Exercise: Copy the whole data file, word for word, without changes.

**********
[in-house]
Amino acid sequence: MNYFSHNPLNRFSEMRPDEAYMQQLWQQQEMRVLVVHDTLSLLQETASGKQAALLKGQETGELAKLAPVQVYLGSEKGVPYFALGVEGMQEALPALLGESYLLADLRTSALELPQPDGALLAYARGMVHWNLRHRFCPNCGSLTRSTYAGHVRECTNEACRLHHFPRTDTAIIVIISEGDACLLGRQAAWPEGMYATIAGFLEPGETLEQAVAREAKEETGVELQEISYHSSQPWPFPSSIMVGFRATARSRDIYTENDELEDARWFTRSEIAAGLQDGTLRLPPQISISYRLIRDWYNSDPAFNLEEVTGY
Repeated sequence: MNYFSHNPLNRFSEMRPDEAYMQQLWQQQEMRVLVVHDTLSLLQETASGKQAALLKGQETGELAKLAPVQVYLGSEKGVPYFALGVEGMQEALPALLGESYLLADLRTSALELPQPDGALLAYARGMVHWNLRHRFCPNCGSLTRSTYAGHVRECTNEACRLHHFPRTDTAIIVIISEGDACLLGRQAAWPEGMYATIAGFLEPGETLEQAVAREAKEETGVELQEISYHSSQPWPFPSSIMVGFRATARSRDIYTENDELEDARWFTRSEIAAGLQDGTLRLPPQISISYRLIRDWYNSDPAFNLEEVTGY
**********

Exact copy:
[in-house]
Amino acid sequence: MNYFSHNPLNRFSEMRPDEAYMQQLWQQQEMRVLVVHDTLSLLQETASGKQAALLKGQETGELAKLAPVQVYLGSEKGVPYFALGVEGMQEALPALLGESYLLADLRTSALELPQPDGALLAYARGMVHWNLRHRFCPNCGSLTRSTYAGHVRECTNEACRLHHFPRTDTAIIVIISEGDACLLGRQAAWPEGMYATIAGFLEPGETLEQAVAREAKEETGVELQEISYHSSQPWPFPSSIMVGFRATARSRDIYTENDELEDARWFTRSEIAAGLQDGTLRLPPQISISYRLIRDWYNSDPAFNLEEVTGY
Repeated sequence: MNYFSHNPLNRFSEMRPDEAYMQQLWQQQEMRVLVVHDTLSLLQETASGKQAALLKGQETGELAKLAPVQVYLGSEKGVPYFALGVEGMQEALPALLGESYLLADLRTSALELPQPDGALLAYARGMVHWNLRHRFCPNCGSLTRSTYAGHVRECTNEACRLHHFPRTDTAIIVIISEGDACLLGRQAAWPEGMYATIAGFLEPGETLEQAVAREAKEETGVELQEISYHSSQPWPFPSSIMVGFRATARSRDIYTENDELEDARWFTRSEIAAGLQDGTLRLPPQISISYRLIRDWYNSDPAFNLEEVTGY